The NCAA's collapse is inevitable, and unless it makes some serious changes, it will soon cease to exist.

That's the view of John Calipari, one of the most controversial and high-profile college coaches of our era. In a forthcoming book, Calipari, whose Kentucky Wildcats finished as surprise runners-up to UConn in the NCAA tournament, likens the collegiate governing body to the crumbling Soviet Union in its final days.

"The situation reminds me a little of the Soviet Union in its last years," Calipari writes, according to a report in the Wall Street Journal. "It was still powerful. It could still hurt you. But you could see it crumbling, and it was just a matter of time before it either changed or ceased to exist."

The 55-year-old head coach, who has taken his teams to three Final Fours (five if you count the two that were vacated), presents a 13-point plan for improving the NCAA. His suggestions include doling out player stipends of $3,000 to $5,000, allowing athletes to accept loans up to $50,000 against future earnings and letting athletes have one round-trip flight home every year.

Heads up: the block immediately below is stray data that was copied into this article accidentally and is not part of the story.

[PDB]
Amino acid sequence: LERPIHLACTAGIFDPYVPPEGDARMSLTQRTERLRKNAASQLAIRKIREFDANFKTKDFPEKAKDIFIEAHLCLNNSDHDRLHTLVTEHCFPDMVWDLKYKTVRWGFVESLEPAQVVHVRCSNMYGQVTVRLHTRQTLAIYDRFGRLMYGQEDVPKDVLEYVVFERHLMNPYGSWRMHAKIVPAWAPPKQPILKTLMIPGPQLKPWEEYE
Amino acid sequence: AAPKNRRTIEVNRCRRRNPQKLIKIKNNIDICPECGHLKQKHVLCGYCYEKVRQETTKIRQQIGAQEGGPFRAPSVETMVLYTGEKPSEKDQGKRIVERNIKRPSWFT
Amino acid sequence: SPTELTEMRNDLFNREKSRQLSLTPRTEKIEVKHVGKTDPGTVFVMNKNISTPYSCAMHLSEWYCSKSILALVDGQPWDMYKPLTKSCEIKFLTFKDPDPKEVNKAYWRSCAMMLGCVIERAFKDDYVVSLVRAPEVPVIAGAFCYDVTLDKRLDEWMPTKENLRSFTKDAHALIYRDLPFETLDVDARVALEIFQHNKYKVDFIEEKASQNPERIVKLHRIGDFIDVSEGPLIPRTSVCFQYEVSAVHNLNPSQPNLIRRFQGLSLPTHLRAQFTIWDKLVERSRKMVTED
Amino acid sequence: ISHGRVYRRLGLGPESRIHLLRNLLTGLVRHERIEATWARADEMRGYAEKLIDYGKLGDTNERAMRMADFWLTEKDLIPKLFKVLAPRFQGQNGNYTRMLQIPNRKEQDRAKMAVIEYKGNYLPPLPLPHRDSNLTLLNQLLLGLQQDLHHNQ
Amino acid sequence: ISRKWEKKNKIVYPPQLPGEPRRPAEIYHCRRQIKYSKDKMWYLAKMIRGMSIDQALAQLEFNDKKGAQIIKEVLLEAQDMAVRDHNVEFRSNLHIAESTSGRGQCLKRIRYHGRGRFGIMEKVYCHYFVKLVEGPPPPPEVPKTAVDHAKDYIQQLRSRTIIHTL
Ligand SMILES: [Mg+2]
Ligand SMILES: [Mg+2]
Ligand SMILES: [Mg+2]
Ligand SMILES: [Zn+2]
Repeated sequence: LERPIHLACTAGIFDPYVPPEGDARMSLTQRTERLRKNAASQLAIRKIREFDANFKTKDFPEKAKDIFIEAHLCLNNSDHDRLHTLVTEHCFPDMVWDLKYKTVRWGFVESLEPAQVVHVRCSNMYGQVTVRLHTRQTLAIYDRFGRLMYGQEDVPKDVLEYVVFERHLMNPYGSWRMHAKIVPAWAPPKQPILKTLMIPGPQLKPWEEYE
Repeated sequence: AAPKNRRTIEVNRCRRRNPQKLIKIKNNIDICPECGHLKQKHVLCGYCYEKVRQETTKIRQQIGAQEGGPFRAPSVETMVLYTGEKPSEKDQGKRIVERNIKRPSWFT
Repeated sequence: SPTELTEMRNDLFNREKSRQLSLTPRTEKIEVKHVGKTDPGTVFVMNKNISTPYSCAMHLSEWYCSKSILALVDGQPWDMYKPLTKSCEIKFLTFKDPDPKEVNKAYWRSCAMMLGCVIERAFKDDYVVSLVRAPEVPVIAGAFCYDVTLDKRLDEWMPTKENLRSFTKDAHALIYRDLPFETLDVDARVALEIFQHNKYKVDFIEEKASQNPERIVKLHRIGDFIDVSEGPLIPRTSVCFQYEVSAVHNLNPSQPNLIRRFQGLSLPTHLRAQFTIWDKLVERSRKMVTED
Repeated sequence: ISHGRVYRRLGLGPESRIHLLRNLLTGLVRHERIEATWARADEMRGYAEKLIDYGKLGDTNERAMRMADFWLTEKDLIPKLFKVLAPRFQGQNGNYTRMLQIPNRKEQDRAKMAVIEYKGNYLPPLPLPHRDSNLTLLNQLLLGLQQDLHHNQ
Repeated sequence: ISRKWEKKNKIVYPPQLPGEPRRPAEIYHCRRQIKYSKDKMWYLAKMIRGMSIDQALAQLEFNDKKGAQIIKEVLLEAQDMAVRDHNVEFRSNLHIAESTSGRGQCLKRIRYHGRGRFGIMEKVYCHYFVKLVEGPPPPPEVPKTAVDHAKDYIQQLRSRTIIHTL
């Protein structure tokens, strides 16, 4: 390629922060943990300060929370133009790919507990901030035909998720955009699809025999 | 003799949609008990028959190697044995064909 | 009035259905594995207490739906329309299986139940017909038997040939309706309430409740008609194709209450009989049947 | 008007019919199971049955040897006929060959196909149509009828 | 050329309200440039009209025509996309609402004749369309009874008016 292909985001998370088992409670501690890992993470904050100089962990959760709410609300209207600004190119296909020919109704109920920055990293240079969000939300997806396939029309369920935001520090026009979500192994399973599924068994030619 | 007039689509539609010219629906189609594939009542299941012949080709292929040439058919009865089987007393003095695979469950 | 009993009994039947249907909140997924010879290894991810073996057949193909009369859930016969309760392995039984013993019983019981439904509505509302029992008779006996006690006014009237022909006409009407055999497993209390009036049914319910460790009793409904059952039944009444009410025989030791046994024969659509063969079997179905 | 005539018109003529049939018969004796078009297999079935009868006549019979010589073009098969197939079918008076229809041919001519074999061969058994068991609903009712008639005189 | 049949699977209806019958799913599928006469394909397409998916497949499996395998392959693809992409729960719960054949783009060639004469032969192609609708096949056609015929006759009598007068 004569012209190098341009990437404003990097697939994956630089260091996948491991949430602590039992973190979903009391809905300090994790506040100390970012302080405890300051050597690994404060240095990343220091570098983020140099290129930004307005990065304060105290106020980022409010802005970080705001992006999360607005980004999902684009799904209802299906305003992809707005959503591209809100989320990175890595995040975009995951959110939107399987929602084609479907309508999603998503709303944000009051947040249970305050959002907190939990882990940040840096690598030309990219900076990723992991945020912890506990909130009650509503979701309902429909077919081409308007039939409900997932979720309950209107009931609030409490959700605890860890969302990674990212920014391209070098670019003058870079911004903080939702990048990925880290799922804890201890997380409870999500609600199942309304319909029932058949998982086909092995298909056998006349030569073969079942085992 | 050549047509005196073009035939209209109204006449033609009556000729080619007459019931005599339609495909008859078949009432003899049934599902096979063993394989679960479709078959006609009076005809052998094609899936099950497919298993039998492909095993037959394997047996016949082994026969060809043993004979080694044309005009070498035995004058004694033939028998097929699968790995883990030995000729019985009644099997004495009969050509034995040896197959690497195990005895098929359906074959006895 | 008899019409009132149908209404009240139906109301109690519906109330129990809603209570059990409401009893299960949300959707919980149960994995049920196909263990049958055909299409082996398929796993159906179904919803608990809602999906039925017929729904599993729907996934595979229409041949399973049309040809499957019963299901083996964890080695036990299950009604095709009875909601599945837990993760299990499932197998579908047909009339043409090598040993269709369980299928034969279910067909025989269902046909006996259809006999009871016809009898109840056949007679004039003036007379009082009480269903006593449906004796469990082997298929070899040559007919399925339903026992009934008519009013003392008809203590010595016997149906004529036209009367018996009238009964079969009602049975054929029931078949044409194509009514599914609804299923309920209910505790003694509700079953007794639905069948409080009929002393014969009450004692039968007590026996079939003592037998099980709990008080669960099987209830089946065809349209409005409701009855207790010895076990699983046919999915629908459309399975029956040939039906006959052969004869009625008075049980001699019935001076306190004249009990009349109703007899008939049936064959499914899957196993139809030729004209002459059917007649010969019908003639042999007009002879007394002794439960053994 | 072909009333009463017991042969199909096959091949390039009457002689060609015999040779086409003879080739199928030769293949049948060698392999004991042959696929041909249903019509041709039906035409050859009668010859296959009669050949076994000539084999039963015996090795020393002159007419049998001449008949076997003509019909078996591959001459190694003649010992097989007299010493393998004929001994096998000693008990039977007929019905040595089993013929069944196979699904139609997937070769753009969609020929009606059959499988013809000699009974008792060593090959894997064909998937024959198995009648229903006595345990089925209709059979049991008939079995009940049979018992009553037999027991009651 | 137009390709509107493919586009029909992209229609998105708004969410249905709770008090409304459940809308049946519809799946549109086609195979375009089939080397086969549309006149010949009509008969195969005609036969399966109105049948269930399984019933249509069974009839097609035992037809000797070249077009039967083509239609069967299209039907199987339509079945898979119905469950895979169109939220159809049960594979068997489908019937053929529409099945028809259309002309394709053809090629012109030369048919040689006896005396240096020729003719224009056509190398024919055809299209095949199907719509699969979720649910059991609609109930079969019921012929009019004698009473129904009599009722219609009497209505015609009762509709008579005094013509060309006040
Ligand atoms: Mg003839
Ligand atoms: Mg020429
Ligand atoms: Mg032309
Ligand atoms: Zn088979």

Calipari also suggests that if a coach leaves a school, players should be able to transfer without having to sit out a season.

Two of Calipari's former schools -- UMass and Memphis -- have had Final Four appearances vacated because of NCAA transgressions. Calipari, who was not personally implicated in either case, says he has tried to work with the NCAA to improve the system but has been turned away because of his reputation.

"I think we could have gotten somewhere with me as the point man, but the NCAA was not interested in my help," Calipari writes. "The message I got, between the lines, was, 'No, not you. Not Calipari. We don't want him involved.'"

Calipari's book, "Players First: Coaching From the Inside Out" is set to be published April 15. The timing seems ripe, as the discussion surrounding college athletes' rights has grown deafening in recent weeks. An NLRB regional director ruled last month that Northwestern's scholarship football players should have the right to unionize, while an antitrust lawsuit brought by former UCLA basketball star Ed O'Bannon against the NCAA is scheduled for a June trial.

Shabazz Napier, the UConn standout who led his Huskies to the national title this week, recently said he sometimes goes to bed "starving" because he can't afford food.